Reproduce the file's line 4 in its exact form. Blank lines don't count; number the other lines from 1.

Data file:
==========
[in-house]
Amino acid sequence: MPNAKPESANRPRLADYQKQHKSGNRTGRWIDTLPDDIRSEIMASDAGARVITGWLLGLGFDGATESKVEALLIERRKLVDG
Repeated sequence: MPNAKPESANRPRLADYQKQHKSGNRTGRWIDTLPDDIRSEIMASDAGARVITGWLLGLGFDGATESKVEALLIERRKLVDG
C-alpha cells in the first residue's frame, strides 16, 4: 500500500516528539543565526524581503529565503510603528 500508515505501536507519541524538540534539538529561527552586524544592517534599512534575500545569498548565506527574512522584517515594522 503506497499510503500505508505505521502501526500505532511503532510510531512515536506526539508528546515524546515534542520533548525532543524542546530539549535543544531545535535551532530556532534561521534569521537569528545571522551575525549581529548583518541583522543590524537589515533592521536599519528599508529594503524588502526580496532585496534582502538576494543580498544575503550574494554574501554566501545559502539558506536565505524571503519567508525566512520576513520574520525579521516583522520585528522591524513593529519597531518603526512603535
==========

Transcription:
C-alpha cells in the first residue's frame, strides 16, 4: 500500500516528539543565526524581503529565503510603528 500508515505501536507519541524538540534539538529561527552586524544592517534599512534575500545569498548565506527574512522584517515594522 503506497499510503500505508505505521502501526500505532511503532510510531512515536506526539508528546515524546515534542520533548525532543524542546530539549535543544531545535535551532530556532534561521534569521537569528545571522551575525549581529548583518541583522543590524537589515533592521536599519528599508529594503524588502526580496532585496534582502538576494543580498544575503550574494554574501554566501545559502539558506536565505524571503519567508525566512520576513520574520525579521516583522520585528522591524513593529519597531518603526512603535